By Craig Malisow
By Jeff Balke
By Angelica Leicht
By Jeff Balke
By Sean Pendergast
By Sean Pendergast
By Jeff Balke
By Ben DuBose
Adding to the painter's woes, the neighborhood around his White Oak studio has morphed from a significantly Hispanic, low-income barrio 20 years ago into a hotbed of gentrification. When the rent went up this spring, he couldn't afford it. He's now between studios and is scarcely painting. He lives in a windowless former liquor store on Houston Avenue, where a single bottle of Kahlúa sits on a shelf near an old Morales Latin Dance Party record.
With good cause to be bitter, Espada nonetheless blames himself for his sales slump. Dance has been an important influence in his work, but he quit the hobby in the 1990s because of health problems. And in 2001, his close friend New York artist Mark Lombardi committed suicide. Espada's work became more minimalist. It feels reflective and less youthful and unruly. Driving his red pickup down Allen Parkway recently, he seems to be grappling with how to connect his work to his life's readjusted reality. "I've got to find that special art," he says, "reactivate my talent, my uniqueness, my visuality."
Houston's Latino arts scene has been similarly down and out. Besides Espada, most gallery owners are hard-pressed to name even one well-known local Latino painter. And they're stumped as to why. Spotty interest from the MFAH is hardly a sufficient explanation. Cities such as Miami, Los Angeles and even San Antonio are hotbeds for Latino artists, despite lack of supportive major museums in some cases. And the Houston area has produced a respectable share of nationally known artists who aren't Latino, such as the Art Guys, Manual and, of course, Robert Rauschenberg.
Much of Houston's shortfall is to be blamed on the city's demographics, says University of Houston Latin American art professor Rex Koontz. Compared to Latinos in San Antonio and Los Angeles, who have lived in those cities for generations, most of Houston's Hispanics arrived more recently. Many come from rural areas in Texas such as the Rio Grande Valley. Unlike the wealthy Cubans who settled in Miami, they tend to be low-income and uneducated. "They are more recent immigrants, who don't necessarily come from cultures that have connections with contemporary art," Koontz says. "All of that has to wind its way through the system."
At a recent exhibit for young Latino artists at the east side's Talento Bilingue cultural center, for example, a bohemian Hispanic teenager is attracted to a Kahlo-like painting of a woman next to a rose. "I love this one so much," she says to a friend, "but my dad would be like, 'Are you hungry?' "
Latino teenagers would have picked up on visual art more quickly if Houston took arts education seriously, says MFAH director Peter Marzio. "You have to realize, first of all, that in the city of Houston, you cannot get a master's degree in art history," he says. "It is also possible to go through the entire Texas educational system and never once take a visual arts course, from prekindergarten to post-Ph.D."
Given the obstacles to success in Houston, Espada might have found more enduring patronage elsewhere. Other painters featured in the MFAH's Hispanic show benefited from moving away: Kingsville-born painter Carmen Lomas Garza relocated to San Francisco, where her paintings of tamale-making parties and other Texas scenes sell well. And the peripatetic Roberto Juarez bounced from his hometown of Chicago to Rome and New York, where he receives wide play in the cities' galleries.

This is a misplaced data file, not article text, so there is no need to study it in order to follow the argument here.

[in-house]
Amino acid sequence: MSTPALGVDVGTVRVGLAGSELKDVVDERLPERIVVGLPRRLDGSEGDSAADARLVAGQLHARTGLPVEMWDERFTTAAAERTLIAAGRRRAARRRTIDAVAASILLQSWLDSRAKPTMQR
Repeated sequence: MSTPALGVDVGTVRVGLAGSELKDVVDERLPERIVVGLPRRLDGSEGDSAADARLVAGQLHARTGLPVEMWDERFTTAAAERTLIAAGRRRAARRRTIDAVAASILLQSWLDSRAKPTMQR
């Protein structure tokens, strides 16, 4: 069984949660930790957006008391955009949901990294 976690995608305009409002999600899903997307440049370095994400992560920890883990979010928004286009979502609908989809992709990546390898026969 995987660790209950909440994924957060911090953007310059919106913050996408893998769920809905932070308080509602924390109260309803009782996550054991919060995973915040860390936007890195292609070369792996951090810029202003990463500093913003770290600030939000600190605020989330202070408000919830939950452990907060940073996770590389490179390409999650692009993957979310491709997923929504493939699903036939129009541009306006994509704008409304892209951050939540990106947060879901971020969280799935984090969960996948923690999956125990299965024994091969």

Yet despite Houston's shortcomings as a destination for Latin artists, the flow of creative energy is shifting. Houston is becoming a trans-American crossroads -- and no longer just for oil, shrimp and the clothing section of Wal-Mart.
In the Arte Las Américas Gallery, which occupies an old brick house, the air conditioner fights a losing battle. Owner Jorge Luis Jiménez is drenched in sweat, probably due in part to shock. More than 200 drink-swilling visitors have squeezed into the little-known art space, and hundreds more are lined up down Richmond Avenue. His new exhibit, "ConsulARTE," is an unexpected hit.
Part of the show's draw comes from its suspense. Diplomats representing 25 countries mingle with artists and wild-haired bohemians, while judges scrutinize an international collection of paintings and prepare to vote for a winning nation.
A Colombian diplomat pats the drenched Jiménez on the shoulder. "This is the first time that anybody related to art really paid much attention to give us real support, promoting our artists, promoting our cultural expressions and values," says Hernan Arizmendi, the country's consulate general. "So Jorge Jiménez is maybe like the Cristóbal Colón of Houston art."
At a minimum, the event is a vindication for Jiménez. He opened his gallery in October 2003, selling a 50-50 mix of works from emerging Latin American and local Latino artists. "We are just starting to get off the ground," he says, "and the reason for that is because this new generation of Hispanic professionals is making it happen."
White-collar Latinos show up in droves. Santana Gonzalez, who works for the Global Gas division of ChevronTexaco, talks with Mexican painter Magdiel Perez. He's looking for ways to connect culturally with Latin America, both for personal reasons and to bolster the company's image. "If we do business with a place, we are interested not only in our own education," he says, "but also in providing cultural opportunities for people within that country."